Cite This Page:

Cell Press. "In the brain, broken down 'motors' cause anxiety." ScienceDaily. ScienceDaily, 7 February 2013. <www.sciencedaily.com/releases/2013/02/130207131558.htm>.
Cell Press. (2013, February 7). In the brain, broken down 'motors' cause anxiety. ScienceDaily. Retrieved April 16, 2014 from www.sciencedaily.com/releases/2013/02/130207131558.htm
Cell Press. "In the brain, broken down 'motors' cause anxiety." ScienceDaily. www.sciencedaily.com/releases/2013/02/130207131558.htm (accessed April 16, 2014).

Share This



More Mind & Brain News

Wednesday, April 16, 2014

Featured Research

from universities, journals, and other organizations


Featured Videos

from AP, Reuters, AFP, and other news services

Are School Dress Codes Too Strict?

Are School Dress Codes Too Strict?

AP (Apr. 16, 2014) Pushing the limits on style and self-expression is a rite of passage for teens and even younger kids. How far should schools go with their dress codes? The courts have sided with schools in an era when school safety is paramount. (April 16) Video provided by AP
Powered by NewsLook.com
Cognitive Function: Is It All Downhill From Age 24?

Cognitive Function: Is It All Downhill From Age 24?

Newsy (Apr. 15, 2014) A new study out of Canada says cognitive motor performance begins deteriorating around age 24. Video provided by Newsy
Powered by NewsLook.com
App Fights Jet Lag With The Power Of Math

App Fights Jet Lag With The Power Of Math

Newsy (Apr. 13, 2014) Researchers at the University of Michigan have designed an app to fight jet lag by adjusting your body's light intake. Video provided by Newsy
Powered by NewsLook.com
Treatment Gaps Endangering Cops, Mentally Ill

Treatment Gaps Endangering Cops, Mentally Ill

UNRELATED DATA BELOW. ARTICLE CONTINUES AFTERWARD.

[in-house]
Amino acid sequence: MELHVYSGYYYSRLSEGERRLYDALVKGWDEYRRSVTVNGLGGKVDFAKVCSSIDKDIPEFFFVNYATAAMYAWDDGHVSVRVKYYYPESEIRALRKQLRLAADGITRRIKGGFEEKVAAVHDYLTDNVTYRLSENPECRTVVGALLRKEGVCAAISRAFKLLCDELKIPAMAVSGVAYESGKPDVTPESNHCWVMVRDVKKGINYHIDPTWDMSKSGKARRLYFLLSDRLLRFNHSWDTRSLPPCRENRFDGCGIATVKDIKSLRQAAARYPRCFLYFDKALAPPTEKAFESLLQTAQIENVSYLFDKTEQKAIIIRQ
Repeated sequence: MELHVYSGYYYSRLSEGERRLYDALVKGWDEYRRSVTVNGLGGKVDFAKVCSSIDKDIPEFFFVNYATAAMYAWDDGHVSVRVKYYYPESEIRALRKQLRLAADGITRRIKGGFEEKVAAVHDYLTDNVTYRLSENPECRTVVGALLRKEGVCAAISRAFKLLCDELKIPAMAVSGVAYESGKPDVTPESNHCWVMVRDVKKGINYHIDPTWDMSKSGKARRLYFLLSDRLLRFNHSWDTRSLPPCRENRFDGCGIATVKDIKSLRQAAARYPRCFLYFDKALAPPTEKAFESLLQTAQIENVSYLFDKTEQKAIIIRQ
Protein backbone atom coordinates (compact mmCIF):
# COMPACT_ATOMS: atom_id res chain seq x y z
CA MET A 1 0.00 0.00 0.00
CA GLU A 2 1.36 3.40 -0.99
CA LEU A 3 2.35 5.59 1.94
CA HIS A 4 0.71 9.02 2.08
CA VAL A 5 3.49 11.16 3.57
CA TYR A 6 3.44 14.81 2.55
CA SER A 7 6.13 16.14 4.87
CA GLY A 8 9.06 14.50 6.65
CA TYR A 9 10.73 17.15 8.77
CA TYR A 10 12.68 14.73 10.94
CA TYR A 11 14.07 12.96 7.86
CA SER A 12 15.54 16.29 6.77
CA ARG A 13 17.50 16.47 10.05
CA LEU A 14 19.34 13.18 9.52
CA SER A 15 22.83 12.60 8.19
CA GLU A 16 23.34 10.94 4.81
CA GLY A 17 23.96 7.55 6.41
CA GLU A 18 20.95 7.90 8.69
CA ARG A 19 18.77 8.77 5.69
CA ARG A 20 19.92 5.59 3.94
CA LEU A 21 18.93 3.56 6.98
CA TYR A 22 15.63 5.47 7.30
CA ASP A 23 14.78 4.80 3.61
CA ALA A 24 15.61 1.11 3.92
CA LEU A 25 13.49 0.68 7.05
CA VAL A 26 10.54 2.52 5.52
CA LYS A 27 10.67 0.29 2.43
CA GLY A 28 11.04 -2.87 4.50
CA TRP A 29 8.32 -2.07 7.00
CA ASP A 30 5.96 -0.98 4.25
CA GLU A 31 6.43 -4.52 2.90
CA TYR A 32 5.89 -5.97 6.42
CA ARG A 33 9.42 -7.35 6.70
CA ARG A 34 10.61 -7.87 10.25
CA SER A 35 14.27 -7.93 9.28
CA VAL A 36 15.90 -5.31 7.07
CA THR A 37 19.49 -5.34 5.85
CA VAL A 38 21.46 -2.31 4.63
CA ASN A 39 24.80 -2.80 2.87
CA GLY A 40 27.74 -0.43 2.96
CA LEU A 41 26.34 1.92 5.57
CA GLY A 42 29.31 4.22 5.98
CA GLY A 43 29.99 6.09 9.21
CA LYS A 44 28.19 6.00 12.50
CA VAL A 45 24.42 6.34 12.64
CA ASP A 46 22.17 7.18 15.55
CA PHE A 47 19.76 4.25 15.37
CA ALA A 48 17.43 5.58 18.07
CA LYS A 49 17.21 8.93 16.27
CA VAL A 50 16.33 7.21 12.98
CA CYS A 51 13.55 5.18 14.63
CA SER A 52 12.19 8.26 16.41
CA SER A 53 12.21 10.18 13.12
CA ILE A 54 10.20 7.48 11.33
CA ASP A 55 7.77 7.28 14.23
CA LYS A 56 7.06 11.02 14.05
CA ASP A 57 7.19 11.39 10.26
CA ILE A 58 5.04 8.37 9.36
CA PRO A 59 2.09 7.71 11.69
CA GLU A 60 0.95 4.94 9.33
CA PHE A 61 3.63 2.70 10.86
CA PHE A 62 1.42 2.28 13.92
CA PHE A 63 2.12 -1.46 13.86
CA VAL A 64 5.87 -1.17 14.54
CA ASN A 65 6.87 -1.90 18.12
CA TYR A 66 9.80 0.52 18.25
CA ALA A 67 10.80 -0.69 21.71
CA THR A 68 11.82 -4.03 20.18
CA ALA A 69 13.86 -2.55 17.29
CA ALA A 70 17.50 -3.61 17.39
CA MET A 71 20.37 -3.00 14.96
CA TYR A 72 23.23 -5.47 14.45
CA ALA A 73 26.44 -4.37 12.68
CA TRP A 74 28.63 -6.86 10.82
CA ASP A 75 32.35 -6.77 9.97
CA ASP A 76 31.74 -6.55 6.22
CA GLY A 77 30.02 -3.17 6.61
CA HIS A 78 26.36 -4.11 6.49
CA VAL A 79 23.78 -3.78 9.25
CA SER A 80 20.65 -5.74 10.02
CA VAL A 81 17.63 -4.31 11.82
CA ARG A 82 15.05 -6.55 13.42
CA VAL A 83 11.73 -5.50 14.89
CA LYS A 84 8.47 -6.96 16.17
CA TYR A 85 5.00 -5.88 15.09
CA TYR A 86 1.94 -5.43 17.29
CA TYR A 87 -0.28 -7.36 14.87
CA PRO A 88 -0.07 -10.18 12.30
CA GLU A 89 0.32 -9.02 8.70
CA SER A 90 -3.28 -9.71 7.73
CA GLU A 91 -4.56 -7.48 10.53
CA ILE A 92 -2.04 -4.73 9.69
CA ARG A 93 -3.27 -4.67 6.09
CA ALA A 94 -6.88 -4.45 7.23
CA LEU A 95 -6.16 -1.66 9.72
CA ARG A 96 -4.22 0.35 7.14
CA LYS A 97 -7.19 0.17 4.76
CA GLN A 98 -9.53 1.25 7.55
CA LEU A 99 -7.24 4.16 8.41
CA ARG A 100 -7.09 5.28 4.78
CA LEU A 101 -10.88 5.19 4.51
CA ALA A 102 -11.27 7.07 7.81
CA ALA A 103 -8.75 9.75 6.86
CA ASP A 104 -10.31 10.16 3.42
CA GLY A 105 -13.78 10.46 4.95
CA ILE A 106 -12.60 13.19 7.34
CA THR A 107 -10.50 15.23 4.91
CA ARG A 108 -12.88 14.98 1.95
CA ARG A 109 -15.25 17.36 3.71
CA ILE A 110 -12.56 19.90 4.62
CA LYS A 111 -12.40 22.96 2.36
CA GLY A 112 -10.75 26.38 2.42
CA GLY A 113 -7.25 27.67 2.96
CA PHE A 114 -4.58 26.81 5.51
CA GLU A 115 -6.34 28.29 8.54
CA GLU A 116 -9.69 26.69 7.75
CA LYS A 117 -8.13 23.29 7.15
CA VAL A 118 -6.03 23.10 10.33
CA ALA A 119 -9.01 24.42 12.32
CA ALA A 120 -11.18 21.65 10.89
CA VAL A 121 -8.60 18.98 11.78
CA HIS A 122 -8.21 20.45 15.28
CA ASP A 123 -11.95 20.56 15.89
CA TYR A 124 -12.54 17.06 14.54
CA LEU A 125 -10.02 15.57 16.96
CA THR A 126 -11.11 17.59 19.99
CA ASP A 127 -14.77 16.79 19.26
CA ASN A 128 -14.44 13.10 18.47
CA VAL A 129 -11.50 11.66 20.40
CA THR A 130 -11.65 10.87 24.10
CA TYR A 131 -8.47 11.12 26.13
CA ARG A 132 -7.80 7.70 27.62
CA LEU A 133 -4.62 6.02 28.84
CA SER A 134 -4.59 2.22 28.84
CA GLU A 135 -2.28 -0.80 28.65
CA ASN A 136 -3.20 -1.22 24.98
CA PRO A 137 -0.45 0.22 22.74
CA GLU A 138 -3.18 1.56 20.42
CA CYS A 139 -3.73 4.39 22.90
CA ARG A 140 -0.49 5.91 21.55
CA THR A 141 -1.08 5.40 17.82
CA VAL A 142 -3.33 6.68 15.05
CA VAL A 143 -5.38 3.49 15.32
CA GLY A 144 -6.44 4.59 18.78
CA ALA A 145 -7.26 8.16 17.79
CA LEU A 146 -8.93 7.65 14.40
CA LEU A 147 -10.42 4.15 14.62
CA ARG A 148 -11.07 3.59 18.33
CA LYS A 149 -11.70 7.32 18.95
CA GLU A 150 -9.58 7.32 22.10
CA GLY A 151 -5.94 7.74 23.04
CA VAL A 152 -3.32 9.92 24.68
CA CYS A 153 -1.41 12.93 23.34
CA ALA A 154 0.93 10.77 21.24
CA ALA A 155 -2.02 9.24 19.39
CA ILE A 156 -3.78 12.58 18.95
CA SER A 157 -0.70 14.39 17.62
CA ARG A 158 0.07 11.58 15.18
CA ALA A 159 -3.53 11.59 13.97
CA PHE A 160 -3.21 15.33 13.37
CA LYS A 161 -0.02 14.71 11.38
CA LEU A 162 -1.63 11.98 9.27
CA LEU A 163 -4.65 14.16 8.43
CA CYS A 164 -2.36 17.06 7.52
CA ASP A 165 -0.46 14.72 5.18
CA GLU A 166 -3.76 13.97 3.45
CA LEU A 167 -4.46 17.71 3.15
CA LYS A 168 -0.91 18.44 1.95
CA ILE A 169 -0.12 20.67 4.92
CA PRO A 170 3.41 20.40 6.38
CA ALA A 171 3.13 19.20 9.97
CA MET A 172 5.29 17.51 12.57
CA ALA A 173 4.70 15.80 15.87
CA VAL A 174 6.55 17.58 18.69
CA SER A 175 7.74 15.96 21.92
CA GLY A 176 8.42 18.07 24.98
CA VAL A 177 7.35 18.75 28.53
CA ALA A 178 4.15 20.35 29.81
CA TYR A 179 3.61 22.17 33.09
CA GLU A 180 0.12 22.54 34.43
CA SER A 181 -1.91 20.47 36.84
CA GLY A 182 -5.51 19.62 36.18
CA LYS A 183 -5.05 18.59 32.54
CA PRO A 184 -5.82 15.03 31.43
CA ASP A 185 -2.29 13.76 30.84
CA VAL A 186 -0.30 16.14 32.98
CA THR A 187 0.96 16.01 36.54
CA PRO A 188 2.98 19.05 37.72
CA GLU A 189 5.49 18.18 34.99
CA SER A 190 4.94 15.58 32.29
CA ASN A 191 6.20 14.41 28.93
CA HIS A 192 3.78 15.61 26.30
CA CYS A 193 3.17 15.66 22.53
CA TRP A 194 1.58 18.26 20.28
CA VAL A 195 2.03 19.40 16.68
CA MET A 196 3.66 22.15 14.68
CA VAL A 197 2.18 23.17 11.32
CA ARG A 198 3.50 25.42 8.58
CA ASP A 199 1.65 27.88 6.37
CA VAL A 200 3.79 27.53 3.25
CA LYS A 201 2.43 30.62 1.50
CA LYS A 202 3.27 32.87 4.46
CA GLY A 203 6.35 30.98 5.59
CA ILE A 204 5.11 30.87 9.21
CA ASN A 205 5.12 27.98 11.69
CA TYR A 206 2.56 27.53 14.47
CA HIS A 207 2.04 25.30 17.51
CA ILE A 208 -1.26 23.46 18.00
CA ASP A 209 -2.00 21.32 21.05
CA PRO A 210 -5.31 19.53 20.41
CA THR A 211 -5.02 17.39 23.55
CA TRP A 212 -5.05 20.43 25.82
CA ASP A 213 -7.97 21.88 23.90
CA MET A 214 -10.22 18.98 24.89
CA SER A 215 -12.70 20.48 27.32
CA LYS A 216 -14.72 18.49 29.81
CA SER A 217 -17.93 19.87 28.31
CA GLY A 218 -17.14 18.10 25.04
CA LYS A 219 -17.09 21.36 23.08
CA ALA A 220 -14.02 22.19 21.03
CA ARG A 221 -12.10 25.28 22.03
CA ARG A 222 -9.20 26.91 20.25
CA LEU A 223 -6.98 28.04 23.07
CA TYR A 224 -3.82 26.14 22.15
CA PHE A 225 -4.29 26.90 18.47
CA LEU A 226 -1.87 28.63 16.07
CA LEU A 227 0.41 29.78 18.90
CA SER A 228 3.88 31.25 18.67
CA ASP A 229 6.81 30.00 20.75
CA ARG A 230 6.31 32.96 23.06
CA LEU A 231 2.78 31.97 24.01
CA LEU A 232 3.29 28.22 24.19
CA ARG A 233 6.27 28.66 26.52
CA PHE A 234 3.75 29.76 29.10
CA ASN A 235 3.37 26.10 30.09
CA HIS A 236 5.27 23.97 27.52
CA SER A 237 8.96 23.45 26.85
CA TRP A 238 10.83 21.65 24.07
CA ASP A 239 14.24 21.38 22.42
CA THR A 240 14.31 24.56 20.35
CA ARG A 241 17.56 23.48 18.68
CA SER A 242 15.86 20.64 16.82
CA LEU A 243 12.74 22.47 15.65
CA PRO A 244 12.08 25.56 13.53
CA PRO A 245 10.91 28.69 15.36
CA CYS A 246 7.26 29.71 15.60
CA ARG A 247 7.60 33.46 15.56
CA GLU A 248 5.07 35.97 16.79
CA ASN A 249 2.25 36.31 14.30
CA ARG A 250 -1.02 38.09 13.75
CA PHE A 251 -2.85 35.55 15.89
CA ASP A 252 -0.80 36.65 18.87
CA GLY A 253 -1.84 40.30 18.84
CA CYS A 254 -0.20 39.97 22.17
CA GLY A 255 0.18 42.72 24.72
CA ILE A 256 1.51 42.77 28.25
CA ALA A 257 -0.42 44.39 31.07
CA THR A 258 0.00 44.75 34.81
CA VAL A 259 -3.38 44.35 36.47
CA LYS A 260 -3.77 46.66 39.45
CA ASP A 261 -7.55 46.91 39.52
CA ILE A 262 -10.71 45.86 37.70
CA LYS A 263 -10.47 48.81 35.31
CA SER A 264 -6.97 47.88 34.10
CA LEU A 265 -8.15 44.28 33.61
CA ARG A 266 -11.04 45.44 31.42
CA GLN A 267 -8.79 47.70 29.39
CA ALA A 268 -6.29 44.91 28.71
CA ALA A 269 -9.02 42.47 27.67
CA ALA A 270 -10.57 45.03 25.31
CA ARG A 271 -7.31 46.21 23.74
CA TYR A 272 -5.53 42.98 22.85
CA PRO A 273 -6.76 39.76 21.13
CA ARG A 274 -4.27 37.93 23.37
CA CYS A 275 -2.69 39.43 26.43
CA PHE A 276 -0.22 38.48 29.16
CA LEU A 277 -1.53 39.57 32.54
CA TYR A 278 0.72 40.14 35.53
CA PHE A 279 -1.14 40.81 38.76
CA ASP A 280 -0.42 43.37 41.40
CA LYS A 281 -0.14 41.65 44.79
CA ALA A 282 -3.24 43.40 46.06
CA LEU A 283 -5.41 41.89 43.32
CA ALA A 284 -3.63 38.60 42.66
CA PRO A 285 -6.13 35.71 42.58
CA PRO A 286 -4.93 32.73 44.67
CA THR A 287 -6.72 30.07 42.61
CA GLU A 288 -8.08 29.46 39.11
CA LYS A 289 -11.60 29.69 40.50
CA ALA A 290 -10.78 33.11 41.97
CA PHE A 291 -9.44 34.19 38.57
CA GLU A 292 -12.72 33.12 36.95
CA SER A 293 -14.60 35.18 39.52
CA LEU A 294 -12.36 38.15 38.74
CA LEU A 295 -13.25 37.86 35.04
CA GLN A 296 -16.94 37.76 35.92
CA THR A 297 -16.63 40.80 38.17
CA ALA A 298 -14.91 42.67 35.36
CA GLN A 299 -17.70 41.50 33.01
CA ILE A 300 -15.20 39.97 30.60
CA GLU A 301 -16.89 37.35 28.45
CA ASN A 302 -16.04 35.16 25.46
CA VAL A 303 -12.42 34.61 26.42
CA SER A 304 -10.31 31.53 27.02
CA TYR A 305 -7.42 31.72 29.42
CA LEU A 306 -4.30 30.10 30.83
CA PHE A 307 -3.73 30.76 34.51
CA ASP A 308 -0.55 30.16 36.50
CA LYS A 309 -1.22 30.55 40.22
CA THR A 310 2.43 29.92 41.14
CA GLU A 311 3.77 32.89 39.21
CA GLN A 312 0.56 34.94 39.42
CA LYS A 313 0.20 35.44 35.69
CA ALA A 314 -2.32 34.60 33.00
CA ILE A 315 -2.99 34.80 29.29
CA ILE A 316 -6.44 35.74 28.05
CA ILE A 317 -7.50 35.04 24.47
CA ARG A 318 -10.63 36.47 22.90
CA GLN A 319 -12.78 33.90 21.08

AP (Apr. 10, 2014) As states slash funding for mental health services, police officers are interacting more than ever with people suffering from schizophrenia and other serious disorders of the mind. The consequences can be deadly. (April 10) Video provided by AP
Powered by NewsLook.com

Search ScienceDaily

Number of stories in archives: 140,361

Find with keyword(s):
Enter a keyword or phrase to search ScienceDaily for related topics and research stories.

Save/Print:
Share:

Breaking News:
from the past week

In Other News

... from NewsDaily.com

Science News

Health News

Environment News

Technology News



Save/Print:
Share:

Free Subscriptions


Get the latest science news with ScienceDaily's free email newsletters, updated daily and weekly. Or view hourly updated newsfeeds in your RSS reader:

Get Social & Mobile


Keep up to date with the latest news from ScienceDaily via social networks and mobile apps:

Have Feedback?


Tell us what you think of ScienceDaily -- we welcome both positive and negative comments. Have any problems using the site? Questions?
Mobile: iPhone Android Web
Follow: Facebook Twitter Google+
Subscribe: RSS Feeds Email Newsletters
Latest Headlines Health & Medicine Mind & Brain Space & Time Matter & Energy Computers & Math Plants & Animals Earth & Climate Fossils & Ruins